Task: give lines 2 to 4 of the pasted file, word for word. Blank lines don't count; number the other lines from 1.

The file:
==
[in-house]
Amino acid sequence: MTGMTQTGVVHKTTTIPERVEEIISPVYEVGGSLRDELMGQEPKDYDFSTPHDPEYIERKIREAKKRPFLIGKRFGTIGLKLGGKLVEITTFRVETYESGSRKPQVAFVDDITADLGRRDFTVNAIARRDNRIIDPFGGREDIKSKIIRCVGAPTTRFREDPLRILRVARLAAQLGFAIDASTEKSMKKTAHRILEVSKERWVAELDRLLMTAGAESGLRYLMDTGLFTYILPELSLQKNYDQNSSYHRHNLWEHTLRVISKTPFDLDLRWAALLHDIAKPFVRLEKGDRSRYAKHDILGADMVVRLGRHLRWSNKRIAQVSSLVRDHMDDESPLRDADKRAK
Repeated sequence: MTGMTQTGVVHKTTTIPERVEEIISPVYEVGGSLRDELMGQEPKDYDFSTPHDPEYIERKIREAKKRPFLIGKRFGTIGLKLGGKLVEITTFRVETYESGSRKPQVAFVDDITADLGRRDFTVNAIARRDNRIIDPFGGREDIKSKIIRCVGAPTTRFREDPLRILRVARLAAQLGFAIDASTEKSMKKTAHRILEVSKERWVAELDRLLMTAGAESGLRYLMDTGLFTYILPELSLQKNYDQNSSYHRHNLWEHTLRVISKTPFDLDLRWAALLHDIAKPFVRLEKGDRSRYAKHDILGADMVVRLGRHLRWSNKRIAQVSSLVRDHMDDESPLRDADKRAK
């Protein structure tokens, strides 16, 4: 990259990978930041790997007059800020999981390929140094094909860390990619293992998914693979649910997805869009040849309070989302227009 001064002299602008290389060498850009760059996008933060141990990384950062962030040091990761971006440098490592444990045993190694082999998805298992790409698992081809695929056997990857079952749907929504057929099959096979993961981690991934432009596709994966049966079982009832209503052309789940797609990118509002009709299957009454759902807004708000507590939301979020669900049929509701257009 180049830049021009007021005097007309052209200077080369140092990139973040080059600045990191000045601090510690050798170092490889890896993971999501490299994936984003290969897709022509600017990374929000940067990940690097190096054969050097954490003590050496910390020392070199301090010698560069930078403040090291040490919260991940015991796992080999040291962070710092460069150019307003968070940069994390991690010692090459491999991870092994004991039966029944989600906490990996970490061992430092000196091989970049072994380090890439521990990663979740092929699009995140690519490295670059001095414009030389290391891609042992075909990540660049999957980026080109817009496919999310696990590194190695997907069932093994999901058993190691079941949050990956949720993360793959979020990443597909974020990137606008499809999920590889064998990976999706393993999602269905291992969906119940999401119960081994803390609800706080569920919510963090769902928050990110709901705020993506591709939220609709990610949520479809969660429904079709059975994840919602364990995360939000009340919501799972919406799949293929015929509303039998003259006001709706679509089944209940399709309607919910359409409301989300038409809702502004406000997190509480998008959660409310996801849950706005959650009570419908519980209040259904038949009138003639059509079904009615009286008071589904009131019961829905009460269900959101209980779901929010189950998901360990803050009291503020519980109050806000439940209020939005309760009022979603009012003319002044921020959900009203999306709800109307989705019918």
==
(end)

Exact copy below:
Amino acid sequence: MTGMTQTGVVHKTTTIPERVEEIISPVYEVGGSLRDELMGQEPKDYDFSTPHDPEYIERKIREAKKRPFLIGKRFGTIGLKLGGKLVEITTFRVETYESGSRKPQVAFVDDITADLGRRDFTVNAIARRDNRIIDPFGGREDIKSKIIRCVGAPTTRFREDPLRILRVARLAAQLGFAIDASTEKSMKKTAHRILEVSKERWVAELDRLLMTAGAESGLRYLMDTGLFTYILPELSLQKNYDQNSSYHRHNLWEHTLRVISKTPFDLDLRWAALLHDIAKPFVRLEKGDRSRYAKHDILGADMVVRLGRHLRWSNKRIAQVSSLVRDHMDDESPLRDADKRAK
Repeated sequence: MTGMTQTGVVHKTTTIPERVEEIISPVYEVGGSLRDELMGQEPKDYDFSTPHDPEYIERKIREAKKRPFLIGKRFGTIGLKLGGKLVEITTFRVETYESGSRKPQVAFVDDITADLGRRDFTVNAIARRDNRIIDPFGGREDIKSKIIRCVGAPTTRFREDPLRILRVARLAAQLGFAIDASTEKSMKKTAHRILEVSKERWVAELDRLLMTAGAESGLRYLMDTGLFTYILPELSLQKNYDQNSSYHRHNLWEHTLRVISKTPFDLDLRWAALLHDIAKPFVRLEKGDRSRYAKHDILGADMVVRLGRHLRWSNKRIAQVSSLVRDHMDDESPLRDADKRAK
């Protein structure tokens, strides 16, 4: 990259990978930041790997007059800020999981390929140094094909860390990619293992998914693979649910997805869009040849309070989302227009 001064002299602008290389060498850009760059996008933060141990990384950062962030040091990761971006440098490592444990045993190694082999998805298992790409698992081809695929056997990857079952749907929504057929099959096979993961981690991934432009596709994966049966079982009832209503052309789940797609990118509002009709299957009454759902807004708000507590939301979020669900049929509701257009 180049830049021009007021005097007309052209200077080369140092990139973040080059600045990191000045601090510690050798170092490889890896993971999501490299994936984003290969897709022509600017990374929000940067990940690097190096054969050097954490003590050496910390020392070199301090010698560069930078403040090291040490919260991940015991796992080999040291962070710092460069150019307003968070940069994390991690010692090459491999991870092994004991039966029944989600906490990996970490061992430092000196091989970049072994380090890439521990990663979740092929699009995140690519490295670059001095414009030389290391891609042992075909990540660049999957980026080109817009496919999310696990590194190695997907069932093994999901058993190691079941949050990956949720993360793959979020990443597909974020990137606008499809999920590889064998990976999706393993999602269905291992969906119940999401119960081994803390609800706080569920919510963090769902928050990110709901705020993506591709939220609709990610949520479809969660429904079709059975994840919602364990995360939000009340919501799972919406799949293929015929509303039998003259006001709706679509089944209940399709309607919910359409409301989300038409809702502004406000997190509480998008959660409310996801849950706005959650009570419908519980209040259904038949009138003639059509079904009615009286008071589904009131019961829905009460269900959101209980779901929010189950998901360990803050009291503020519980109050806000439940209020939005309760009022979603009012003319002044921020959900009203999306709800109307989705019918």